TechSEO Boost: “SEO Best Practices for JavaScript-Based Websites” Recap

I don’t know about you, but here at Catalyst we’re still bursting with excitement over the amazing speakers and insightful content that came out of TechSEO Boost 2017. Hosted by Catalyst, TechSEO Boost was the industry’s first-ever conference 100% dedicated to technical SEO. It united leading minds in the industry to discuss the latest technical SEO trends, tactics, and innovations.

There was no shortage of amazing content to discuss, but in this post I’ll focus specifically on the JavaScript presentation from Max Prin, Head of Technical SEO, at Merkle.

SEO for JavaScript-Based Websites

SEO Best Practices for JavaScript-Based Websites

We all know that search engine crawlers can have a hard time crawling JavaScript-based websites. As a result, many SEOs try to steer brand managers, developers, and marketing teams from JavaScript-based platforms. But, let’s face it, some JavaScript-based websites are pretty slick and provide an excellent user experience. It’s time that SEOs strategically work around JavaScript and help clients and websites take advantage of the best that technology has to offer. Max Prin, Head of Technical SEO at Merkle joined the TechSEO Boost line-up to share some tactics and strategies that search marketers can use to help JavaScript-based websites receive more visibility from search engines.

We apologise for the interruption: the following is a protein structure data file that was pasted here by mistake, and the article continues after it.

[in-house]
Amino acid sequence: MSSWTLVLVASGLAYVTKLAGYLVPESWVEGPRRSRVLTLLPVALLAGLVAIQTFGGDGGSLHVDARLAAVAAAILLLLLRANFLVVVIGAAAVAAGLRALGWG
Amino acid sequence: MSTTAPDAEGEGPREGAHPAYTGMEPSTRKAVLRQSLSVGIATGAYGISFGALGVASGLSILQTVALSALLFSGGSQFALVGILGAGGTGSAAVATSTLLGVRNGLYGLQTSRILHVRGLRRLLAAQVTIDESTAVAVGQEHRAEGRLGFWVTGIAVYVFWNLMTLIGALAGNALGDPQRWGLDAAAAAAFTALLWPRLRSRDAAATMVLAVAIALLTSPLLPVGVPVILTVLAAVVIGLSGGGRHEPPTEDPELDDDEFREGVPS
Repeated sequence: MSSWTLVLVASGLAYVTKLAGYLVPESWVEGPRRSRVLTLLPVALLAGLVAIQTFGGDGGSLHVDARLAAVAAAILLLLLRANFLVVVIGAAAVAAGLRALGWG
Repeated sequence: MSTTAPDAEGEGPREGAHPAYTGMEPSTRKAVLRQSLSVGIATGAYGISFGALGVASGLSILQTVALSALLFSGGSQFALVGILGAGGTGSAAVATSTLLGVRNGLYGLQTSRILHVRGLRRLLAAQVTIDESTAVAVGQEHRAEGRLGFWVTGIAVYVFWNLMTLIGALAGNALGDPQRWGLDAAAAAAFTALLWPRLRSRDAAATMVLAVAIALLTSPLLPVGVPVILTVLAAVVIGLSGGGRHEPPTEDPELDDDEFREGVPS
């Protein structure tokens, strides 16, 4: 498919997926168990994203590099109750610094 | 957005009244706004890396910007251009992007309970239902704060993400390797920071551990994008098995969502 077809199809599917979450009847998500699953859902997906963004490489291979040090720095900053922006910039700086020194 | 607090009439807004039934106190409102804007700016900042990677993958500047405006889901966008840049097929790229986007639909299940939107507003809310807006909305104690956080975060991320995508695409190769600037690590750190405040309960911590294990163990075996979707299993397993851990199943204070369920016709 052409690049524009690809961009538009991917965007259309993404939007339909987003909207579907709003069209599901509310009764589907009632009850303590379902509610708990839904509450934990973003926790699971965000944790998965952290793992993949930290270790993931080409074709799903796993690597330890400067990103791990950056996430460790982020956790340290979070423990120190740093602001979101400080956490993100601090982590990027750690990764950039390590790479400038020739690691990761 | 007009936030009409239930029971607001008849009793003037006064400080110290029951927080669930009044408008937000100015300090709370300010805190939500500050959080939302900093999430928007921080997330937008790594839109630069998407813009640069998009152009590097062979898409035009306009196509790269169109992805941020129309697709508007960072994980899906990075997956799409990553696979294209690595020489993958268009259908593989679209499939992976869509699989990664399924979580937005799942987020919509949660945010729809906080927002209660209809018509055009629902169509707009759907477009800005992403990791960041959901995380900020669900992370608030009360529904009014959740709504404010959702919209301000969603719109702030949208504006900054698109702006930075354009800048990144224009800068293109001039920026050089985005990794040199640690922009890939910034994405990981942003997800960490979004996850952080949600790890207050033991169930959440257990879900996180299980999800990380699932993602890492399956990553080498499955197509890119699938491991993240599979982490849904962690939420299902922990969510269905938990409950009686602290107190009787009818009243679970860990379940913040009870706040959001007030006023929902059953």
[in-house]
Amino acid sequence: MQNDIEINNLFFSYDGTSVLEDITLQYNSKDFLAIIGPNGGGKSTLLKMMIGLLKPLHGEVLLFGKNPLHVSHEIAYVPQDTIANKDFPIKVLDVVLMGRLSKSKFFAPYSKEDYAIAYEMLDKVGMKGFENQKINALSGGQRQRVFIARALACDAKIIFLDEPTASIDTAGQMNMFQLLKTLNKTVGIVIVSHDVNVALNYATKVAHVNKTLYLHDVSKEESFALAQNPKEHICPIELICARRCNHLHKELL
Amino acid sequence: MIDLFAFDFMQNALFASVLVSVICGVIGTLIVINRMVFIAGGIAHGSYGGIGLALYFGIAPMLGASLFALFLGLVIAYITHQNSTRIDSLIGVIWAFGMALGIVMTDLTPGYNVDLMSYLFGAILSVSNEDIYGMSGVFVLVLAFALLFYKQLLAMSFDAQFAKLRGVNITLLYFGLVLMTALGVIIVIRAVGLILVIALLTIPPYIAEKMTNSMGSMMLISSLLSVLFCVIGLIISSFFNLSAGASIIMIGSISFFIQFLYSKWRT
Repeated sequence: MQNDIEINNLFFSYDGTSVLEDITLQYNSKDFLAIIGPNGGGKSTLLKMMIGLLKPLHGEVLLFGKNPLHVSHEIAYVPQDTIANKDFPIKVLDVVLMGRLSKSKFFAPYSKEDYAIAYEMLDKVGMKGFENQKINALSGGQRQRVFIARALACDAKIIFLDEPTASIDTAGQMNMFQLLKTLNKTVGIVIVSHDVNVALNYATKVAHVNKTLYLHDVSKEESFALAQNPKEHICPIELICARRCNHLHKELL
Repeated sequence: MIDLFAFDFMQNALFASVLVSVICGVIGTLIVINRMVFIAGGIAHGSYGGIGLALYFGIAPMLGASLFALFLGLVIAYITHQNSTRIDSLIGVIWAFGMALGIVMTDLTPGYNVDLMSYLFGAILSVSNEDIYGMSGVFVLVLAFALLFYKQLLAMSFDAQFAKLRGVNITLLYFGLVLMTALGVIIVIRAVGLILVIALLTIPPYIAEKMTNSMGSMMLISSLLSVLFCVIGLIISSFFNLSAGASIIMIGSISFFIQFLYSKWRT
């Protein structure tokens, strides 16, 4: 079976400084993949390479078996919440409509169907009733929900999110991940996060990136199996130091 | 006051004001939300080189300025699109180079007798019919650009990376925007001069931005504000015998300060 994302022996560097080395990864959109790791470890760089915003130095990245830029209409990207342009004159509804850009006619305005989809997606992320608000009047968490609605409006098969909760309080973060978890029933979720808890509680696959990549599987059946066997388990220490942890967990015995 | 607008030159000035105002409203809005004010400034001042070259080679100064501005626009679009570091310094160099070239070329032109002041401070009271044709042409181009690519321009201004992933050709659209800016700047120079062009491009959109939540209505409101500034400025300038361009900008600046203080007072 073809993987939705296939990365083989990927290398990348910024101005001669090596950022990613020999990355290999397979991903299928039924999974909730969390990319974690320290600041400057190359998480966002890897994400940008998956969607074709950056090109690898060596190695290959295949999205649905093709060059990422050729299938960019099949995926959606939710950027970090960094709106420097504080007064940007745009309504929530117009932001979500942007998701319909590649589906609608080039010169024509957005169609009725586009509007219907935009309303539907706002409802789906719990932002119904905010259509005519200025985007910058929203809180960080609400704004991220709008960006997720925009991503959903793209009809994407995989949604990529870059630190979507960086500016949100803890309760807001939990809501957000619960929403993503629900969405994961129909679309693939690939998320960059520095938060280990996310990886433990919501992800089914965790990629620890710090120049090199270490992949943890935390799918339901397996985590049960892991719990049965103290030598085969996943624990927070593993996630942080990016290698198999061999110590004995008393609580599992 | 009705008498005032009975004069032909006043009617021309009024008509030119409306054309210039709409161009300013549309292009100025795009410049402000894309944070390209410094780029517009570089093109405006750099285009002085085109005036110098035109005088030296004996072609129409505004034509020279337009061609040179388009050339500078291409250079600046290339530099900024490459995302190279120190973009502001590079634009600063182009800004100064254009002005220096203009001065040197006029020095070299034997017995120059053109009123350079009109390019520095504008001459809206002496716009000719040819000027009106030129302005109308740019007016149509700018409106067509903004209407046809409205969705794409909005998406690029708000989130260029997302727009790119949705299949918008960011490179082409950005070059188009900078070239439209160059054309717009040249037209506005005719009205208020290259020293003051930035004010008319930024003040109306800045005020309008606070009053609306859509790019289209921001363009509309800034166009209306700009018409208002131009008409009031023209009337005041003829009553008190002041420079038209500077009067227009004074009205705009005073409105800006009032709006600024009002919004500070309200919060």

Page Rendering on Google Search

Search engines are starting to crawl rendered pages instead of the source code. They know that a lot can be missed by just looking at the source code, but also know that crawling a rendered page can be time consuming and provide little value if the information is not displayed correctly.

How webpages are crawled

We’ll use Google as the example search engine for the rest of this post. Google will often crawl a website regularly through the source code, but in some instances it will crawl the rendered page before indexing. During his session, Max explained that Googlebot is using a web rendering service that is based on Chrome 41, and although this is an old version of Chrome, he says it’s a good place to start and recommended always optimizing to the latest version of Chrome.